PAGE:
In prospect, more than 1,800 miles of driving, 560 of which were competitive over 45 special stages. Experienced Silver Fern Rally co-driver Alun Cook said of the seven days ahead: “This is what we signed up for: effectively two seasons’ worth of typical UK rallying in one week. You wouldn’t get that anywhere else in the world.”

He was particularly looking forward to leg five, which involved a 44-mile special stage.

I started historic rallying after many seasons circuit racing between my work commitments in sports promotion, events and broadcasting. I have rallied in the Arctic, Norway, Monte Carlo and the Middle East. I have competed as an enthusiastic amateur in 26 RAC and Wales Rally GBs at WRC level.

My best result was 2013, with Amy Williams MBE as my co-driver when we finished 26th overall and first in the production car category, winning the class by three seconds over a final dramatic stage around the Great Orme. Amy was our first Winter Olympics gold medallist for 40 years when she won the Skeleton Bobsleigh event in Canada in 2010. Her competitive spirit spurred me on; the discipline and determination required to win at the highest level was inspiring.

That was in a modern turbocharged Mitsubishi Evo 9, but my ride for the Silver Fern Rally was something completely different. Rather than ship a car out from the UK I decided to hire one in New Zealand, run by local preparation specialist Bryce Biggs and with a New Zealand co-driver, Warwick Martin. Our Anglo-Kiwi team would be fielding a 1985 1,587cc Toyota Corolla.

Tony Jardine 2022 Silver Fern Rally

We’d be competing in a team alongside Frank Tundo, a former Kenyan farmer and rally veteran, who had 2022 National Historic Rally champion Donna Elder as his navigator. Tundo was even more enthusiastic than me about the prospect of these incredible roads.

“I have competed in the Silver Fern Rally once before,” he told me. “Then it was on the North Island, but I just had to come back — this is the most amazing rally on Earth. These roads are made for rallying; honestly they are incredible.”

Over the 1,800 miles we encountered stages such as the daunting Dansey’s Pass, 17 miles across rock-strewn mountain roads and river crossings, and the day three car basher of Paerau, on the Old Dunstan Road that is virtually as it was 160 years ago when used as the wagon trail for pioneers searching for gold.

In fact some of the rutted tracks were more suitable for old wagons than cars, reminiscent of the East African Safari with their washed out river beds and muddy tracks.

Naseby was the antidote where the settlers built a lovely small colonial town. That was the place to settle and fettle the rally cars, a welcome service point to fix our battered machines.

Tony Jardine 2022 Silver Fern Rally

During the pause in action, Porsche 911 driver Allan Dippie made it clear that Dansey’s Pass is not for the faint-hearted. It was on that stage during another rally, he said, that his classic Toyota Corolla came off the road while he was chasing a rival car. It slid off the edge of the mountain, destroying itself against the rocks on its flight down the side of one of New Zealand’s highest passes. Unbelievably, the crew members were OK and the car, though a pile of junk in the immediate aftermath, was eventually rebuilt.

Pushing that to the back of my mind, we held our nerve over the high mountain passes and long, smooth gravel roads, flat-out in fifth gear with endless blind crests and sustained high speed.

The leg five Cannibal Bay Road and Hunt Road were glorious twisty forest stages with a slimy top surface due to the rain; as good as anything you would find in a Welsh forest. Our amazing journey took us from Christchurch to Fairlie, Oamaru, Dunedin, Invercargill, Owaka, Timaru and seven days later back to Christchurch for the finish.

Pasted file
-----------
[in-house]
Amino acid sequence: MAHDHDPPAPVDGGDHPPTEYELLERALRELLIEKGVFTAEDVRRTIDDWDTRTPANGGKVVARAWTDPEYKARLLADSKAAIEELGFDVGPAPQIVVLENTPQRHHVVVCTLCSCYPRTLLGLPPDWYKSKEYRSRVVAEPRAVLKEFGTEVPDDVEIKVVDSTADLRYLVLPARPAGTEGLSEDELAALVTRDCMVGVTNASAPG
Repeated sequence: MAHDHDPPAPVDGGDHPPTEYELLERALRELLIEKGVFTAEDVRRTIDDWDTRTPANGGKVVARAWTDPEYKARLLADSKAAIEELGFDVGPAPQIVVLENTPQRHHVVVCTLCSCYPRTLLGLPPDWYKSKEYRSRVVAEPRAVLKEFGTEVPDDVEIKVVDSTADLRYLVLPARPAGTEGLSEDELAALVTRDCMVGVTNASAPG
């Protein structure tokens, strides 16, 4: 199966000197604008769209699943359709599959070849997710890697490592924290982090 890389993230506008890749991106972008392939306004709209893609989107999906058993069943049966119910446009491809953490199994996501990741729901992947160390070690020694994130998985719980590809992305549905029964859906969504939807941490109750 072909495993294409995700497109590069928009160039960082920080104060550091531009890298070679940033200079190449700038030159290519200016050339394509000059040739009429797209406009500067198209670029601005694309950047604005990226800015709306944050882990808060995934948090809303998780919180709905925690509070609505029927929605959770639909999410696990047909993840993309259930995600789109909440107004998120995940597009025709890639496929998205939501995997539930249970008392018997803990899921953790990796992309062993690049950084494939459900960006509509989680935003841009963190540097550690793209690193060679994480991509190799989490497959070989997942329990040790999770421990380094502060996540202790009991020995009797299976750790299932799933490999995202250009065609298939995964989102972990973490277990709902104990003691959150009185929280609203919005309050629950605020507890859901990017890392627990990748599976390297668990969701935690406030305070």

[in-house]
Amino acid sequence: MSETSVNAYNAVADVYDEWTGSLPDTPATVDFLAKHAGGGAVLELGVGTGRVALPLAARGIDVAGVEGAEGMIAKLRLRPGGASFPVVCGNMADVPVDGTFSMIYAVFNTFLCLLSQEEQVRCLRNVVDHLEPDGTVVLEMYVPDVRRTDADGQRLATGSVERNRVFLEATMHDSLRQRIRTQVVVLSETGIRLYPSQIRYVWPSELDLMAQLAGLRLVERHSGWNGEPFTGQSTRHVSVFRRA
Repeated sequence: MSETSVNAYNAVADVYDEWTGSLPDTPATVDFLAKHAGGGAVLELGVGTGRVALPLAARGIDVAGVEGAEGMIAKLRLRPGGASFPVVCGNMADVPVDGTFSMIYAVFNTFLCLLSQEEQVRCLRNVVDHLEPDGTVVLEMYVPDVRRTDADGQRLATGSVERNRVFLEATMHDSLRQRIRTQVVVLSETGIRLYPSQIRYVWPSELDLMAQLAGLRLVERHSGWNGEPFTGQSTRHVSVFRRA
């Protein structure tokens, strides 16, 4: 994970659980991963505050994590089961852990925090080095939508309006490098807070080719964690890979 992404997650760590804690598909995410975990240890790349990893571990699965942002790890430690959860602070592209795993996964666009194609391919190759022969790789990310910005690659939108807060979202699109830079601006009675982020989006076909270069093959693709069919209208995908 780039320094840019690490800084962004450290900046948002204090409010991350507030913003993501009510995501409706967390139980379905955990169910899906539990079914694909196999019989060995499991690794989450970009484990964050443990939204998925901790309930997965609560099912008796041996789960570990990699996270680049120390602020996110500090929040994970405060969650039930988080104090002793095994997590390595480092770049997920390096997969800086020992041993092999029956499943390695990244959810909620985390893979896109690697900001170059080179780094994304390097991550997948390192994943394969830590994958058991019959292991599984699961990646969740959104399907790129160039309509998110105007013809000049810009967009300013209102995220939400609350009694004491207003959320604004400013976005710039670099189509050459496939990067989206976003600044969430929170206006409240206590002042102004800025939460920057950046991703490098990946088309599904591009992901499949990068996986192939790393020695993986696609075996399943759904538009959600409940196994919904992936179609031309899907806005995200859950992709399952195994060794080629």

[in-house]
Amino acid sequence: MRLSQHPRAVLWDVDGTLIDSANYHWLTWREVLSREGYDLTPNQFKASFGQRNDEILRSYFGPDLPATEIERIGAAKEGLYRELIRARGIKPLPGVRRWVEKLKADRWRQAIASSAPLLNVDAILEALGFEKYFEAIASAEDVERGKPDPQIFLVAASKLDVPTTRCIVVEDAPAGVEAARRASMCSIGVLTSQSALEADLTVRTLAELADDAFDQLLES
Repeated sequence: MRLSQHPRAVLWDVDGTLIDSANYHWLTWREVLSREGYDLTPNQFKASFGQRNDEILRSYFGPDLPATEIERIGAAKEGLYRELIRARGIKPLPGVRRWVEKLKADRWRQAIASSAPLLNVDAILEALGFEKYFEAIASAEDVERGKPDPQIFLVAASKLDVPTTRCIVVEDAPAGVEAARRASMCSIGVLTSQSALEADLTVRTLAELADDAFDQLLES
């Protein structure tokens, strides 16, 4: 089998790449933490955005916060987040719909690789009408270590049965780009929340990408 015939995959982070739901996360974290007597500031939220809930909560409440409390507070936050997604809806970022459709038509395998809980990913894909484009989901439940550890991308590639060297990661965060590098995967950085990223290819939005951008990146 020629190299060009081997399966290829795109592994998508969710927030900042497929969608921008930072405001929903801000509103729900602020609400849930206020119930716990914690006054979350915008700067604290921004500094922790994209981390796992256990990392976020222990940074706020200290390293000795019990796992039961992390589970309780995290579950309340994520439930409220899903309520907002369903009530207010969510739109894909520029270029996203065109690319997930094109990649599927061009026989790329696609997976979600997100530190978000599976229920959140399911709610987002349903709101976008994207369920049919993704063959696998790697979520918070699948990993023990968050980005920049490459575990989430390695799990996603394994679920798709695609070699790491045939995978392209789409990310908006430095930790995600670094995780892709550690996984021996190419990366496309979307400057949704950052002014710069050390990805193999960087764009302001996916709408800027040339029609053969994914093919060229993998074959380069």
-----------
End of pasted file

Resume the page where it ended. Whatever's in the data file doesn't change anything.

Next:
Tony Jardine 2022 Silver Fern Rally

To our delight we were 10th overall and first in the 1600cc class, but it had not been without its challenges.

We had broken exhaust manifolds and kept welding until a new system was fitted at the Dunedin halt to keep us in contention.  

And with two special stages remaining in leg five, the twin cam Corolla dramatically slewed sideways to a halt, jammed in gear after parts of a failed bearing dropped into the transmission. This had savaged the flywheel on the appropriately-named Cannibal Bay Road stage.

Tony Jardine 2022 Silver Fern Rally

As a result, four stages were missed and penalties taken but a new gearbox was found in Invercargill, 300 miles away in the deep south. By 9.30 the next morning it was fitted and the team raced to re-join.

That wasn’t the end of our tribulations. Leaving service on the final day, the panhard rod (a component in the rear suspension/axle assembly) snapped. There were more anxious moments as the team lashed a makeshift strap across the axle and we were sent wobbling on our way while they team hunted for another welder. 

It was touch and go at times whether we would be able to make the finish and there is no doubt I felt anxious. It’s thanks to the diligence and resourcefulness of Bryce Biggs and his crew that we made it to the end; they found fixes where I thought none were possible.

Tony Jardine 2022 Silver Fern Rally

I had long held the ambition of driving in the Silver Fern Rally and finally, despite the heart-stopping moments of broken manifolds and gearboxes, my dream of finishing the event came true – and in the top ten.

The Silver Fern Rally 2024 will be in the glorious South Island again. I am already planning to beg, borrow or steal to get there. It is a ‘must do’ rally. Remote and beautiful New Zealand knows not only how to make great drivers and engineers but also truly wonderful motorsport events.

About Tony Jardine

Tony Jardine has spent his life working and competing in motor sport and the media. He was a teacher, truck driver and one time political cartoonist, who worked his way up the F1 ladder from Goodyear tyre fitter to be assistant team manager at McLaren, following terms with Brabham then Lotus. He served on the British Racing Drivers’ Club board, fighting Bernie Ecclestone to save the British Grand Prix.

Jardine enjoyed a parallel media career as PR agency chief and broadcaster with Sky, BBC, ITV, BeIn Sports (MEA) and talkSPORT. He is currently the Communications Director for HERO-ERA, one of the world’s foremost historic rally events company which runs the likes of the Peking Paris Motor Challenge.

He loves motoring and motor sport and still regularly competes on track and special stage. He is a previous winner of the Goodwood Revival St Mary’s race and finished second in the Spa 2 hours in a Chevrolet Camaro.